Jatropha a Future Energy Boon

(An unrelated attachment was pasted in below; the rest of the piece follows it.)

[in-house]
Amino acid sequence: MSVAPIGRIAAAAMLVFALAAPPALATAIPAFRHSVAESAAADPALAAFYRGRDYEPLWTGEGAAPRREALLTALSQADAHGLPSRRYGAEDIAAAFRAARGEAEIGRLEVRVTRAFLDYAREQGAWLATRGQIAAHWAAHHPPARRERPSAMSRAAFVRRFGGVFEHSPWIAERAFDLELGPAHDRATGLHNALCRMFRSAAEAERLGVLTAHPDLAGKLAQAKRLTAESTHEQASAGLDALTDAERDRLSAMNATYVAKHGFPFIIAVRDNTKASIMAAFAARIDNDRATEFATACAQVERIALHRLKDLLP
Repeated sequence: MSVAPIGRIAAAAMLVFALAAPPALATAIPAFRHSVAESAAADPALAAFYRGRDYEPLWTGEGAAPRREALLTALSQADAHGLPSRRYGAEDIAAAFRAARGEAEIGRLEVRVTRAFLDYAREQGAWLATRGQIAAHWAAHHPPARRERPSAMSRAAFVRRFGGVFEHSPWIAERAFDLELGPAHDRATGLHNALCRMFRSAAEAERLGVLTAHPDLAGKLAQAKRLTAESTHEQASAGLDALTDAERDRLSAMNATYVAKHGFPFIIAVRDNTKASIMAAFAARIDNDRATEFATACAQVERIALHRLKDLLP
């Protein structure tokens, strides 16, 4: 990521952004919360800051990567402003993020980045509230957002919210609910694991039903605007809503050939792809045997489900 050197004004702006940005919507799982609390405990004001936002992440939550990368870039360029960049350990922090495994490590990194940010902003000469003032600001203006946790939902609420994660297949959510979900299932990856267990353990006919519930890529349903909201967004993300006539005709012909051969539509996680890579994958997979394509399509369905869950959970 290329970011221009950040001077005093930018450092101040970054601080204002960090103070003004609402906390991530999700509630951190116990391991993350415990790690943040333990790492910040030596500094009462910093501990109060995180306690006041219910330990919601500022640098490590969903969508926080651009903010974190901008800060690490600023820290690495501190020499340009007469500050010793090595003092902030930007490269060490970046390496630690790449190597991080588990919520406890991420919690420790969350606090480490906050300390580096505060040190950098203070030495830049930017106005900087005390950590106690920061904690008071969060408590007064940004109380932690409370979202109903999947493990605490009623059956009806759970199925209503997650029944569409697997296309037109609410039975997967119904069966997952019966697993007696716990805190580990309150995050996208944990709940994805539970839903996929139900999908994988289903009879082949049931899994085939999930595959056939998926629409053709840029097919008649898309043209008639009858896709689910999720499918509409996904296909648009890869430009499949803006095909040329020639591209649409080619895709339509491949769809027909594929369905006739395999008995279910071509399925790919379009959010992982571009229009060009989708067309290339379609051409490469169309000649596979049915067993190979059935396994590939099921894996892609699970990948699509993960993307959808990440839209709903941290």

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By Wezi Tjaronda WINDHOEK The National Bio Energy Roadmap workshop last week recommended that Jatropha curcas, the most feasible bio-oil crop for Namibia, be gazetted under the Agronomic Industry Act of 1992. The meeting also recommended that appropriate regulations for liquid fuel standards in terms of the Petroleum Products Act should be gazetted as well. Other bio-oil energy crops, they agreed, should be gazetted when necessary. Jatropha, a perennial oil-nut bearing tree, is currently being viewed as the most feasible plant for dry land cultivation in Caprivi, Kavango and the maize triangle for the extraction of bio-oil. It is envisaged that approximately 63 000 hectares of the Jatropha will be planted in Namibia by the year 2013, which would contribute N$189 million to GDP. The oil is likely to be used in the bio-energy sector for blending into commercial diesel, decentralised on farm-blending into agricultural diesel, for exports to niche markets, running an envisaged 12 small 1MW decentralized power station and other uses such as soap making and substitution for paraffin. The workshop, which attracted over 80 participants, deliberated on a draft final consultancy report on the National Bio-Energy Roadmap in order to agree on the way forward. The meeting agreed that the National Bio-Oil Energy Committee be formed comprising of six main concerned ministries, a wide variety of private sector organizations and entrepreneurs and be chaired by the Namibia Agronomic Board. Although the focus is on Jatropha, some participants felt that Namibia should keep its options for bio-energy open. Apart from pursuing other options, an expert in the field advised that the government should come up with policy guidelines that set targets for mandatory blending of fossil fuels with bio-fuels. According to the Managing Director of Biofuels Industry Development in South Africa, Fanie Brink, South Africa is set to go the mandatory route of setting targets for blending bio-fuels with fossil fuels in the near future, which will in turn create new markets for the fuels. Participants felt that as a national roadmap, it should be all inclusive of biomass such as bush encroachment as well as plant oils like sunflower, canola, soy, cotton and others that yield plant oil seed and seed cake. Other crops such as a sugar cane and maize yield the raw material for ethanol production. The roadmap is a policy document which aims at integrating development imperatives, existing policy, government and NGO aid agencies and private sector resources to mobilise technology and take advantage of market opportunities. It assumes an energy intensive economy in the foreseeable future with large dependence on electricity, liquid fuel and other household energy sources. It hints that the rapid development of Jatropha holds the key to Namibia’s bio-energy future because it is already grown and carries fruit under dry land conditions in the identified areas of Namibia, although it is not yet domesticated. The plant is widely cultivated in Africa, India, Central America and India. The other plant oils that were looked at include cotton, soy and canola, which were found to be uncertain and unsuitable to grow in Namibia’s conditions. Some argued that due to the fact that the country was talking about bio-energy in general, the roadmap should include other options as well because Namibia has enormous biomass availability. “In terms of the roadmap, we should focus on the problems, which is bush encroachment. “We should find a solution for that first and then look at other problems,” said one participant. A part of the workshop felt that Namibia, which sits with tonnes upon tonnes of invader bush, needed to use the biomass for electricity generation instead of looking into planting more crops to produce energy. Apart from this, they said there was a place in today’s world for everything, which Namibia authorities should look into. “We should consider all bio-fuels. Include the whole bunch. I find the strategy to promote Jatropha disturbing when other crops have similar potential,” one of the participants said, adding “We should leave it open for others and not just promote one.” However, NAB Chief Executive Officer, Christof Brock, said the focus was Jatropha because Namibian dry land production could do with alternatives for diversification. The Managing Director of Bio Fuels Industry Development of South Africa also advised that Namibia should look at other crops such as drought-resistant maize, which has been developed in America. South Africa at the moment is developing a big ethanol plant that will consume 375 000 tonnes of maize per annum and produce 158 million liters of bio-ethanol. The plant, already under construction in the Free State province, will also produce 108 000 tonnes of animal feed.